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NASA records Mars quakes and mysterious hum with InSight lander

There's a lot scientists don't know about Mars, the little red planet next door. Now, new reports are suggesting that Mars is a lot more active than you might think. A NASA mission recorded quakes on Mars for the first time along with another interesting surprise.

In November 2018, NASA's InSight lander touched down on Mars after a 205-day journey. Outfitted with an array of equipment to measure Mars' "vital signs", the spacecraft's landing marked the beginning of the first mission exploring Mars' deep interior.

It's taken some time but NASA published its first findings from the mission in the journals Nature Geoscience and Nature Communications. The papers only capture the first 10 months but, in that time, InSight made an interesting discovery: Mars is shaking.

The spacecraft picked up on 174 quakes that were reported in the studies. However, Bruce Banerdt, InSight's principal investigator, told Business Insider that the spacecraft has continued to record quakes. Now, there are over 450 documented quakes within its catalogue.

"We've finally for the first time established that Mars is a seismically active planet," Banerdt said, according to Business Insider. "It's probably close to the kinds of seismic activity you would expect to find away from the plate boundaries on earth."

To measure the quakes, scientists have to use the Richter scale, which was developed for quakes on Earth. Of the Mars quakes reported, only 24 were above a 3 in magnitude, which is considered weak, and none of them went past a 4.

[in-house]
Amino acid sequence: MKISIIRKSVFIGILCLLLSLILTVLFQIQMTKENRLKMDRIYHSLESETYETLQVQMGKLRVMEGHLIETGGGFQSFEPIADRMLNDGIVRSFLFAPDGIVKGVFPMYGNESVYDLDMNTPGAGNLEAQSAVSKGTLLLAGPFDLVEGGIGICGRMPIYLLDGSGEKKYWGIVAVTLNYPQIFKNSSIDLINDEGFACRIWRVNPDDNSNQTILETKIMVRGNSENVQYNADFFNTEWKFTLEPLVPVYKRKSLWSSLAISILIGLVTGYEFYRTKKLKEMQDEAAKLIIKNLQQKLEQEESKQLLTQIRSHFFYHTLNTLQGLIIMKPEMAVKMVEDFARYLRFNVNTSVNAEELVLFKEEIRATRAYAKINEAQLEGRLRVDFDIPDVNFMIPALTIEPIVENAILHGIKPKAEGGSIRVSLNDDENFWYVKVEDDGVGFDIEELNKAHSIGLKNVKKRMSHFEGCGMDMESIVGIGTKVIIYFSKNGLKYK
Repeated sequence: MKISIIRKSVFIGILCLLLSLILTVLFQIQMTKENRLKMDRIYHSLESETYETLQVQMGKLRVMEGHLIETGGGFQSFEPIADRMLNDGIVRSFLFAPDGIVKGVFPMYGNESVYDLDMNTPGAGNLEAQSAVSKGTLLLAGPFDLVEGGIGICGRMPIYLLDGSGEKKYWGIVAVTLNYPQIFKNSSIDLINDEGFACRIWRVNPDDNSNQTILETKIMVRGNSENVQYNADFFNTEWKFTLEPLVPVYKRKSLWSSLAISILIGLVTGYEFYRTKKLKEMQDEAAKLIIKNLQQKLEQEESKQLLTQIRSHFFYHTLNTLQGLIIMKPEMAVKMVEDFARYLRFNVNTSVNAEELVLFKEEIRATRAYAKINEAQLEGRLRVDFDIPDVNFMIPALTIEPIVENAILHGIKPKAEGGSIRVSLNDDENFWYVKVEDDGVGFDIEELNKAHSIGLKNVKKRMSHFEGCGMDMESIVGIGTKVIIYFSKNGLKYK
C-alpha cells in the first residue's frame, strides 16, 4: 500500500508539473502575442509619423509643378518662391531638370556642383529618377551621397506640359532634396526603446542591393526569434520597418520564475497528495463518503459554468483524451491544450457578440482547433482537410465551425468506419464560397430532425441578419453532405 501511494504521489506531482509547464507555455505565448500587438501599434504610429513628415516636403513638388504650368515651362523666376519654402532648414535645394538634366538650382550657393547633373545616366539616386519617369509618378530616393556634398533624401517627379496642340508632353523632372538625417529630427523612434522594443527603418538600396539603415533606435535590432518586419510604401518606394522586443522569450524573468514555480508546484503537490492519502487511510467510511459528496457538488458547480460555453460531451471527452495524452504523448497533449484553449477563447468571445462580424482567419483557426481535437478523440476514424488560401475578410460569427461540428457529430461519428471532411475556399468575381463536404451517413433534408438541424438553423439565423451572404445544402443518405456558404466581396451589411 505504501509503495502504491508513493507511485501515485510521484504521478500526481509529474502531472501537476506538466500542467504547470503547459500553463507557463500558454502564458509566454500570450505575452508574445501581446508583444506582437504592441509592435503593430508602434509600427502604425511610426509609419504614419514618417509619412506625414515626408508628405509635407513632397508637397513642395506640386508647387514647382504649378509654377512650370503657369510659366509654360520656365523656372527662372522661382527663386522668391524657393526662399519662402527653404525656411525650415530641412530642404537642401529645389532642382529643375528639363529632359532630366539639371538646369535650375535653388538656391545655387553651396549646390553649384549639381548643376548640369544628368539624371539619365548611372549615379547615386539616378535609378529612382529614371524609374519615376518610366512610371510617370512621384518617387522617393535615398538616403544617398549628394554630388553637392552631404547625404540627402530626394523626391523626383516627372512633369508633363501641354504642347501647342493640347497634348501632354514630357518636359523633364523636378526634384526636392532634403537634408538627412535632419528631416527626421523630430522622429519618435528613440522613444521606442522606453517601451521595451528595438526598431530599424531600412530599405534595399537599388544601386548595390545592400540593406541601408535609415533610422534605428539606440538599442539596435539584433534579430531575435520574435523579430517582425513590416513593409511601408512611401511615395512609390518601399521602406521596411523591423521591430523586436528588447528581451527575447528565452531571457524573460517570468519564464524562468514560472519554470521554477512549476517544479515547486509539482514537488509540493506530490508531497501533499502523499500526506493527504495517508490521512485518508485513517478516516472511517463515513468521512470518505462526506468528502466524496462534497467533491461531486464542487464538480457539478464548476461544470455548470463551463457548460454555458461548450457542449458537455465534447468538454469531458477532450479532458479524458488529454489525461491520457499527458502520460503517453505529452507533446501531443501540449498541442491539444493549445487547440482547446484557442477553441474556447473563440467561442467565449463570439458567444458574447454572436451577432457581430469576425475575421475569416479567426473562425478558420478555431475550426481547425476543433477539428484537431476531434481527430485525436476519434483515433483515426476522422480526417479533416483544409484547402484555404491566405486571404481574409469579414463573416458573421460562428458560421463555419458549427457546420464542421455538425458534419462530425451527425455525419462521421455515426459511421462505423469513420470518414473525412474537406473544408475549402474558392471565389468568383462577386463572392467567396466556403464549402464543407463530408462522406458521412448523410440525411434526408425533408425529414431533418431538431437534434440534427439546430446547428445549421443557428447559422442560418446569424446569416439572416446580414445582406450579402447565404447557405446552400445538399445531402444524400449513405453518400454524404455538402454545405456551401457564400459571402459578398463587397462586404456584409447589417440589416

Under Earth's conditions, the Los Angles Times reported that an earthquake coming in at a magnitude of 3 would be "felt quite noticeably by persons indoors" but "many people do not recognize it as an earthquake." However, quakes on Mars are occurring under vastly different conditions.

To start, Mars doesn't have tectonic plates like Earth. Shifting tectonic plates can trigger earthquakes here but in Mars, these quakes occur because of long-term cooling of the planet and other processes, CNN reported.

In addition, the quakes on Mars are taking place way deeper in the surface. Suzanne Smrekar, InSight's deputy principal investigator told CNN that if you were standing directly over a quakes on Mar, you might feel it, but there would be no damage.

If the quakes weren't cool enough, InSight picked up something else: humming. Yep, Mars is singing to itself, with InSight picking up the signal in the background of its quakes. It's similar to a mysterious hum on Earth traced back to an underwater volcano, but nobody is quite sure yet why Mars is humming.